he cannot refute his prodigal son’s remarks. As Edith wisely commented, “it
    would only hurt”.
    My perspective differs, by the fact that I’m a researcher by trade and an apologist
    by heart only. Udo, Debbie, Susan, Ranald and Presca (which I did not meet),
    would be better suited to rebutle Frank’s comments. Perhaps Schaeffer’s daughters
    have and I’m not aware of it. And to add, at the very early 70’s, many pastors,
    missionaries and Yale and Harvard students, were privy to Schaeffers admonitions.
    Some of Schaeffers position has to do with his inability to accept the”mystical
    [esoterical] side of ‘christianity’ that interlaced Aquinas and others. Perhaps schism
    was over the christians who used and still do, metaphorical approach to biblical
    exagesis which was in many ways abhorrent to him.
    You have done your home-work and I’ll do mine to verify Schaeffers context
    in which those remarks were made. However I do believe that unlike Franky’s
    thoughts, someday he will come around (in his own style) to fully grasp his
    fahter’s teachings without tagging the price that most kids do when they have
    to live in the shadow of a welknown parental figure.
    Frank will find out that most truly humanistic scholars are unforgiving in their
    bent, and once they are done using Frank for a prop, they will chew him and spit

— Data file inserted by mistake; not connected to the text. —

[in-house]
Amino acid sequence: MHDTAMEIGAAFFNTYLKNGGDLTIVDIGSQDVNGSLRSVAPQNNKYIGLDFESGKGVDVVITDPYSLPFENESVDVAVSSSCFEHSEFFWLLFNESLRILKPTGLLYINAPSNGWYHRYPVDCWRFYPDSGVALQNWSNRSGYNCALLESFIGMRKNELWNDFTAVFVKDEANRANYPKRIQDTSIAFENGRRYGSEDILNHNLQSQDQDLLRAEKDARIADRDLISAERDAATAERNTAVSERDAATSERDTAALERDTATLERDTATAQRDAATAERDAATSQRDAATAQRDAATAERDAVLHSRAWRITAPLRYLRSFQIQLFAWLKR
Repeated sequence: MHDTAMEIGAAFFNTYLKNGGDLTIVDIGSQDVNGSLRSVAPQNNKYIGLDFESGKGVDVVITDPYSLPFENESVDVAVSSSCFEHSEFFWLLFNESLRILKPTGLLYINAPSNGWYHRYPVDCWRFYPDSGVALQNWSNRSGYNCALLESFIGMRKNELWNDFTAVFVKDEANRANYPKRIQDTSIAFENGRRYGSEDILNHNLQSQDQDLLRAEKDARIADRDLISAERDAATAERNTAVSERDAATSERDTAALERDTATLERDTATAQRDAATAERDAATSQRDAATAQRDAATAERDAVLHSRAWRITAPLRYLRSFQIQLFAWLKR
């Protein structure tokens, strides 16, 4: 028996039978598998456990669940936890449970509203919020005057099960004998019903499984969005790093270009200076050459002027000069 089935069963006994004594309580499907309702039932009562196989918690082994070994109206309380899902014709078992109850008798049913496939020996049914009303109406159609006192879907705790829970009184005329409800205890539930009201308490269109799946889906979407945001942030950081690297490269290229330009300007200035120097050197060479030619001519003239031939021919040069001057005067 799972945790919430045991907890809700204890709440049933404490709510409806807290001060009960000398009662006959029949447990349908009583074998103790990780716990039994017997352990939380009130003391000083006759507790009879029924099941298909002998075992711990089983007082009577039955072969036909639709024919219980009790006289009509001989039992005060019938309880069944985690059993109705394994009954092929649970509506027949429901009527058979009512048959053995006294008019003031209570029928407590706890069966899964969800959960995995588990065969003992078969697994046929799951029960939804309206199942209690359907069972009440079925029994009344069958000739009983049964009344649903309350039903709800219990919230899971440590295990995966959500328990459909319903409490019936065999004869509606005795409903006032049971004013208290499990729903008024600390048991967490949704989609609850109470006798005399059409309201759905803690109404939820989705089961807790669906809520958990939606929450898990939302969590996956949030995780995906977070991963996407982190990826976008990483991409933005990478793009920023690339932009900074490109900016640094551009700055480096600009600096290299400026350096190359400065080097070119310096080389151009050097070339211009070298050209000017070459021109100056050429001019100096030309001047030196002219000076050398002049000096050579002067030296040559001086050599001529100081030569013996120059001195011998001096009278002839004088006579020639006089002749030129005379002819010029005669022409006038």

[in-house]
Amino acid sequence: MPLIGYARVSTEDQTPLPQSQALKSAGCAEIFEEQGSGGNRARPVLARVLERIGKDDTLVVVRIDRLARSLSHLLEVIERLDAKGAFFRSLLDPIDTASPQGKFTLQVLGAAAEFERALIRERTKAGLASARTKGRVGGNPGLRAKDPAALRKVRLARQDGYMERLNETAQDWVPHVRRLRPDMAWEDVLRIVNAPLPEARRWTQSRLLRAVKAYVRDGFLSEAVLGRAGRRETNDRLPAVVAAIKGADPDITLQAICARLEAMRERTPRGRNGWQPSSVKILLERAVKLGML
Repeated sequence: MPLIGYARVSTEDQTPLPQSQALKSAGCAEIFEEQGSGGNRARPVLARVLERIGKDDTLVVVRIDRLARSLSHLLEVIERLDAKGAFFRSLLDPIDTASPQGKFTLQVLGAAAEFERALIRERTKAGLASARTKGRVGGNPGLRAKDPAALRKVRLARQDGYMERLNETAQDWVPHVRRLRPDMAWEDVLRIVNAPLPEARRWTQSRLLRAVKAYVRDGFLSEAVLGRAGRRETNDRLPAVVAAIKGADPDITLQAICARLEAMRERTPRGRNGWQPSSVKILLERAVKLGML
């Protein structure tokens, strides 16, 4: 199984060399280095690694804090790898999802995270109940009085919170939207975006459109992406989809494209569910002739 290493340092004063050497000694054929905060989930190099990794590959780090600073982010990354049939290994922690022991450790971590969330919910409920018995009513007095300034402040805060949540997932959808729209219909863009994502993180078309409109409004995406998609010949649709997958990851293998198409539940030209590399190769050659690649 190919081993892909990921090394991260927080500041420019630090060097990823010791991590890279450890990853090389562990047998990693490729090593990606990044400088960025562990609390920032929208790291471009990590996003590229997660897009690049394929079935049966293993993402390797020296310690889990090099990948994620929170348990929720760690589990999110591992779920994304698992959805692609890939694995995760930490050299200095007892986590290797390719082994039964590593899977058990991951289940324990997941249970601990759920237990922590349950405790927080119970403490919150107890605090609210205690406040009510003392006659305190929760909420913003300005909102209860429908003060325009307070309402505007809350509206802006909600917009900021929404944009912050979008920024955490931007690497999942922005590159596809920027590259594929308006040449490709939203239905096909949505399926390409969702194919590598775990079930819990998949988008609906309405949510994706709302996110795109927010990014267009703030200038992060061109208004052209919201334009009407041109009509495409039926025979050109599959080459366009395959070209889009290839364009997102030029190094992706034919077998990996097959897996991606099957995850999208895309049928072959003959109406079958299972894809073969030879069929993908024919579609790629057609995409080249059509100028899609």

him out. I hope I will yet be able to see the spark that once enhanced his countenance
    and enthusiasm. Sincerly, Julian

    • Just to be clear, my criticisms have little to do with Frank Schaefer’s struggles with his parents and his fundamentalist upbringing. I’ve not read his two biographical books. The reviews I’ve seen of his most recent bio suggest, however, that it’s useful for understanding the nature of contemporary evangelicalism.

      Second, we should distinguish clearly between Renaissance humanism and “secular humanism” (and unhappy term since the adjective “secular” shouldn’t be used as a pejorative) as it’s come to be known in recent years. The difference is the assertion of autonomy. Humanism, like other intellectual movements, was corrupted by the Enlightenment. Most of the great Renaissance scholars (e.g. Erasmus) were devout Christians. It’s true that not all of them were, but many of them were and many of the leading theologians of the Reformation, including Calvin, Melanchthon, Bucer, and Oecolampadius just to name a few, were Renaissance figures.

      I discuss the Reformation relations to the Renaissance in my book on Caspar Olevianus (there’s a link above and to the left). There’s a great lot of very good contemporary scholarship on the Renaissance.